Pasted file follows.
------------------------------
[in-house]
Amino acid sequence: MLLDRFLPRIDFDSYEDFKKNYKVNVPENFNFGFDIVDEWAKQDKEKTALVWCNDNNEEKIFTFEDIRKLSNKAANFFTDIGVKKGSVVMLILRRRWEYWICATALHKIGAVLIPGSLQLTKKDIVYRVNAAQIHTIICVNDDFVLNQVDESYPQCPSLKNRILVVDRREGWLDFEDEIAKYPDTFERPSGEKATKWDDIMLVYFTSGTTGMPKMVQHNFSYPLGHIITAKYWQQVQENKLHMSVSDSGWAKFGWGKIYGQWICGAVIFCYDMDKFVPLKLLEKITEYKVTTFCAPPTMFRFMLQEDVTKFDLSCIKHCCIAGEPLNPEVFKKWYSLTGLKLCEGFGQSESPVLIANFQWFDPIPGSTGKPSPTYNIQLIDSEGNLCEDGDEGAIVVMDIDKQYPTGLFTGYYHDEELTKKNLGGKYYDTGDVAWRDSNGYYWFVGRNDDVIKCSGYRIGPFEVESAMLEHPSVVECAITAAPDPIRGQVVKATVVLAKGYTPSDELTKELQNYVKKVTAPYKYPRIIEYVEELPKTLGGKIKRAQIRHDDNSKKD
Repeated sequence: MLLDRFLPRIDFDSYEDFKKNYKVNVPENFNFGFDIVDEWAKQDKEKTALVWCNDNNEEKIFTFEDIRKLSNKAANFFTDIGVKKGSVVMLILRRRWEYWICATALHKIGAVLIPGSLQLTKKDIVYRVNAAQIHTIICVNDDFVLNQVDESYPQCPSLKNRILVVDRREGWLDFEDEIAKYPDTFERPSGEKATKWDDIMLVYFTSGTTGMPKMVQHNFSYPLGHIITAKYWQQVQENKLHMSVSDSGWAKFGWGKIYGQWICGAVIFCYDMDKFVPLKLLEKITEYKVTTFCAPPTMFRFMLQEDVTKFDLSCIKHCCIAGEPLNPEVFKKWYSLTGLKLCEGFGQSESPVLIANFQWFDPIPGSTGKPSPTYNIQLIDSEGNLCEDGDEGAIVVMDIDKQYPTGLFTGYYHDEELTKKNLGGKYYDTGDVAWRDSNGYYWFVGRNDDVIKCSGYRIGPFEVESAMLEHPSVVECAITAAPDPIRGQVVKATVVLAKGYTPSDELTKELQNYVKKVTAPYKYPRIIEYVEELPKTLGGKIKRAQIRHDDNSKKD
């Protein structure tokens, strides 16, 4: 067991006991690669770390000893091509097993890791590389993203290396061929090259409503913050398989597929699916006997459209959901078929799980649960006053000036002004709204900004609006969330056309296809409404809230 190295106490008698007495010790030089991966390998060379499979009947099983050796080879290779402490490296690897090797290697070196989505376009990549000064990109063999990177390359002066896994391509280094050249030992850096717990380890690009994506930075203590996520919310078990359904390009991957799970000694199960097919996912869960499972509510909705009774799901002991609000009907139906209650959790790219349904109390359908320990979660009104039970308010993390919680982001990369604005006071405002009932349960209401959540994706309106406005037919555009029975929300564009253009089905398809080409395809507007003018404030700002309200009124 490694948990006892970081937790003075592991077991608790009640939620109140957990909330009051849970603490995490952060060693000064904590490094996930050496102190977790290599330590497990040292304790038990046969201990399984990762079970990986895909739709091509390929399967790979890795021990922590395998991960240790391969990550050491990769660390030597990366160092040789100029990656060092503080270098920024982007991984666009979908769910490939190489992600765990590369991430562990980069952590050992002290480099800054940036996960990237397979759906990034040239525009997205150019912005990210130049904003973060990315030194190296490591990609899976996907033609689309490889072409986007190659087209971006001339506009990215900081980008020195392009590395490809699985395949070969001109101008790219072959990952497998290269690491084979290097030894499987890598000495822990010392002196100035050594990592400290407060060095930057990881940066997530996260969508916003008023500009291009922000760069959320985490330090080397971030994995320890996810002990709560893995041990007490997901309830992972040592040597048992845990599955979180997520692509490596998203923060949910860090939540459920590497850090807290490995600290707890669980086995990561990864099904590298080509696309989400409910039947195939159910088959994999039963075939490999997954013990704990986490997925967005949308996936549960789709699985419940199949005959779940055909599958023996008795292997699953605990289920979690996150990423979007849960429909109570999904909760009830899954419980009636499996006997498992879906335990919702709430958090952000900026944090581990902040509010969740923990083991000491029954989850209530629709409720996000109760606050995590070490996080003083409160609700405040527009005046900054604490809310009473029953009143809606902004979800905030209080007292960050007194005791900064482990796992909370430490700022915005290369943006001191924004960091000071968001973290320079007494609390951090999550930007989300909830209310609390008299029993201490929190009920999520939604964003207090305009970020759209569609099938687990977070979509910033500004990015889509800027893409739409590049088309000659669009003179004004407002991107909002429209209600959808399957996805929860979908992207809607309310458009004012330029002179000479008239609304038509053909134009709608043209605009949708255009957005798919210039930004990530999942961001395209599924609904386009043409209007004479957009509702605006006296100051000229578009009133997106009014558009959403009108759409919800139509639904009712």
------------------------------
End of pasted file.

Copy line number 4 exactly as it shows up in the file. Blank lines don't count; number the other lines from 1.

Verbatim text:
């Protein structure tokens, strides 16, 4: 067991006991690669770390000893091509097993890791590389993203290396061929090259409503913050398989597929699916006997459209959901078929799980649960006053000036002004709204900004609006969330056309296809409404809230 190295106490008698007495010790030089991966390998060379499979009947099983050796080879290779402490490296690897090797290697070196989505376009990549000064990109063999990177390359002066896994391509280094050249030992850096717990380890690009994506930075203590996520919310078990359904390009991957799970000694199960097919996912869960499972509510909705009774799901002991609000009907139906209650959790790219349904109390359908320990979660009104039970308010993390919680982001990369604005006071405002009932349960209401959540994706309106406005037919555009029975929300564009253009089905398809080409395809507007003018404030700002309200009124 490694948990006892970081937790003075592991077991608790009640939620109140957990909330009051849970603490995490952060060693000064904590490094996930050496102190977790290599330590497990040292304790038990046969201990399984990762079970990986895909739709091509390929399967790979890795021990922590395998991960240790391969990550050491990769660390030597990366160092040789100029990656060092503080270098920024982007991984666009979908769910490939190489992600765990590369991430562990980069952590050992002290480099800054940036996960990237397979759906990034040239525009997205150019912005990210130049904003973060990315030194190296490591990609899976996907033609689309490889072409986007190659087209971006001339506009990215900081980008020195392009590395490809699985395949070969001109101008790219072959990952497998290269690491084979290097030894499987890598000495822990010392002196100035050594990592400290407060060095930057990881940066997530996260969508916003008023500009291009922000760069959320985490330090080397971030994995320890996810002990709560893995041990007490997901309830992972040592040597048992845990599955979180997520692509490596998203923060949910860090939540459920590497850090807290490995600290707890669980086995990561990864099904590298080509696309989400409910039947195939159910088959994999039963075939490999997954013990704990986490997925967005949308996936549960789709699985419940199949005959779940055909599958023996008795292997699953605990289920979690996150990423979007849960429909109570999904909760009830899954419980009636499996006997498992879906335990919702709430958090952000900026944090581990902040509010969740923990083991000491029954989850209530629709409720996000109760606050995590070490996080003083409160609700405040527009005046900054604490809310009473029953009143809606902004979800905030209080007292960050007194005791900064482990796992909370430490700022915005290369943006001191924004960091000071968001973290320079007494609390951090999550930007989300909830209310609390008299029993201490929190009920999520939604964003207090305009970020759209569609099938687990977070979509910033500004990015889509800027893409739409590049088309000659669009003179004004407002991107909002429209209600959808399957996805929860979908992207809607309310458009004012330029002179000479008239609304038509053909134009709608043209605009949708255009957005798919210039930004990530999942961001395209599924609904386009043409209007004479957009509702605006006296100051000229578009009133997106009014558009959403009108759409919800139509639904009712």